Forma parte ya del lenguaje cotidiano denominar Zona Cero a aquel espacio (físico o no) que ha sido objeto de un acontecimiento de tal magnitud que, automáticamente, pone el contador a cero en la historia particular de ese sitio (físico o no): primero para que no se olvide y, segundo, para que todo pueda ser reformulado desde ese nuevo punto de partida. El momento actual de crisis generalizada puede convertirse (si no lo ha sido ya) en la Zona Cero para la arquitectura en nuestro país: un espacio de tiempo, concreto, a partir del cual nos veremos obligados a buscar nuevos caminos. / Forms part of everyday language to call Zero Zone to that space (physical or not) that has undergone an event of such magnitude that automatically sets the counter to zero in the particular history of that site (physical or not): first so that is not forgotten and, second, so that everything can be reformulated from this new starting point. The present time of general crisis can become (if it has not already been) at Zero Zone for Architecture in our country: a space of time, concrete, from which we will be forced to seek new ways.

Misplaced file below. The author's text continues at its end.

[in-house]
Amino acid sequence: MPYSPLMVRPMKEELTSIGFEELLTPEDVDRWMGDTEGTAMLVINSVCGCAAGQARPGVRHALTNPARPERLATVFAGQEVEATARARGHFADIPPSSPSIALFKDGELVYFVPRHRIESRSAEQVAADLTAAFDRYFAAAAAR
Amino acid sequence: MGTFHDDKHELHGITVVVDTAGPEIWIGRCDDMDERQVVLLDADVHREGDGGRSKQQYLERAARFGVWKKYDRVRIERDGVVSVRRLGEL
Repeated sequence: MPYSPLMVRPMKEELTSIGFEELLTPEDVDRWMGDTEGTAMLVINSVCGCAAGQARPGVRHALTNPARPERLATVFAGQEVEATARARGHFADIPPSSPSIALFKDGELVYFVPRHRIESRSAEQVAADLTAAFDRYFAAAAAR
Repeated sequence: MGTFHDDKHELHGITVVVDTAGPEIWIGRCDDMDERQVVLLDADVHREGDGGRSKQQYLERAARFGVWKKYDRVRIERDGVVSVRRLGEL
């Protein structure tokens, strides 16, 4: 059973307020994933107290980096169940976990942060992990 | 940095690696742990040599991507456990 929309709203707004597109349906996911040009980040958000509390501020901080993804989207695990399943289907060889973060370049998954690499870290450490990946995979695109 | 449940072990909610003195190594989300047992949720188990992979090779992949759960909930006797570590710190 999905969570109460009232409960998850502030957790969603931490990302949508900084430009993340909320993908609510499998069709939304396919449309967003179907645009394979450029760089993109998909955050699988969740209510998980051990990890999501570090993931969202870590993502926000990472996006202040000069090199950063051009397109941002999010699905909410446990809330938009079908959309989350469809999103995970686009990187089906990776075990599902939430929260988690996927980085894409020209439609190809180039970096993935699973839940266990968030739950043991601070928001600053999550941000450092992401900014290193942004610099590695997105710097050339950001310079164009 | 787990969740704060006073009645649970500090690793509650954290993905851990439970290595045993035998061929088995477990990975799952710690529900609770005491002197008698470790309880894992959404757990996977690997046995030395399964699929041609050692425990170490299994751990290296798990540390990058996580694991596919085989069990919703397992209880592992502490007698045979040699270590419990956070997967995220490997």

Patrick Gartmann, his own housing in Chur
It is no coincidence that the first entry in this logbook has been dedicated to a Swiss architect. As I mentioned in that first post, contemporary Swiss Architecture presents a general level it might be found only in countries -curiously and also- with a moderate size such as Portugal and Japan.